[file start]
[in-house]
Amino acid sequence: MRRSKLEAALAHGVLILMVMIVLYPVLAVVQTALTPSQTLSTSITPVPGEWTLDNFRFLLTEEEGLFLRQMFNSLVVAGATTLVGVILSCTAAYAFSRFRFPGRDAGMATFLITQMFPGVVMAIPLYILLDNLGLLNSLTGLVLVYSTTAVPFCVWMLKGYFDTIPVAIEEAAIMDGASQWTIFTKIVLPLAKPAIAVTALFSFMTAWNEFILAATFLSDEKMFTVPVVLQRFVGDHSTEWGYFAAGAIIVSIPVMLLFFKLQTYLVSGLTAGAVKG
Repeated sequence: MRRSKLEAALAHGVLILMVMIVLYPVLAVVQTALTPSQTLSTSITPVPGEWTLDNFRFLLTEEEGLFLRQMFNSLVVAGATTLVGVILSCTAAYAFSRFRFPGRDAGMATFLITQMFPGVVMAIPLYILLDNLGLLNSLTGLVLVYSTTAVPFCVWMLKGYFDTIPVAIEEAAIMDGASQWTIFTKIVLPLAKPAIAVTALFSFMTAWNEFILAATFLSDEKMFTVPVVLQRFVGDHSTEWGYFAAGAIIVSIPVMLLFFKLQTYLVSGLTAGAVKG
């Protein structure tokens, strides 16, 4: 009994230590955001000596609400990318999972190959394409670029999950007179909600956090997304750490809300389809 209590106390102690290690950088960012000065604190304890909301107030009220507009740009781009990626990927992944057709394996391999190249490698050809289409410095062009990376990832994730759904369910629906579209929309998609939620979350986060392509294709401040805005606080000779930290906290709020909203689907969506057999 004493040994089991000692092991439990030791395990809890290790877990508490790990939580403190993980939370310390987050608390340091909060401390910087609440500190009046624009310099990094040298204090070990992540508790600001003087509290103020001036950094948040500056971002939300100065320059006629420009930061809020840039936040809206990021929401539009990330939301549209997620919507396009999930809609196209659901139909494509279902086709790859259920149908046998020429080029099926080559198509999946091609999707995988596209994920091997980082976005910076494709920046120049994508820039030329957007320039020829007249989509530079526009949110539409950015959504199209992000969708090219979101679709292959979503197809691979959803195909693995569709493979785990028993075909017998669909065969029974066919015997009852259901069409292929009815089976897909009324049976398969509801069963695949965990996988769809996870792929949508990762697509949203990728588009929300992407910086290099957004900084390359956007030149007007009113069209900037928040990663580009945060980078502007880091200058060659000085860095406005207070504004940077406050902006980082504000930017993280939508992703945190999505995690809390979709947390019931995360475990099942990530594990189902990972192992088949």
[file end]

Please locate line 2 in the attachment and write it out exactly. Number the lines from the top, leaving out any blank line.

Amino acid sequence: MRRSKLEAALAHGVLILMVMIVLYPVLAVVQTALTPSQTLSTSITPVPGEWTLDNFRFLLTEEEGLFLRQMFNSLVVAGATTLVGVILSCTAAYAFSRFRFPGRDAGMATFLITQMFPGVVMAIPLYILLDNLGLLNSLTGLVLVYSTTAVPFCVWMLKGYFDTIPVAIEEAAIMDGASQWTIFTKIVLPLAKPAIAVTALFSFMTAWNEFILAATFLSDEKMFTVPVVLQRFVGDHSTEWGYFAAGAIIVSIPVMLLFFKLQTYLVSGLTAGAVKG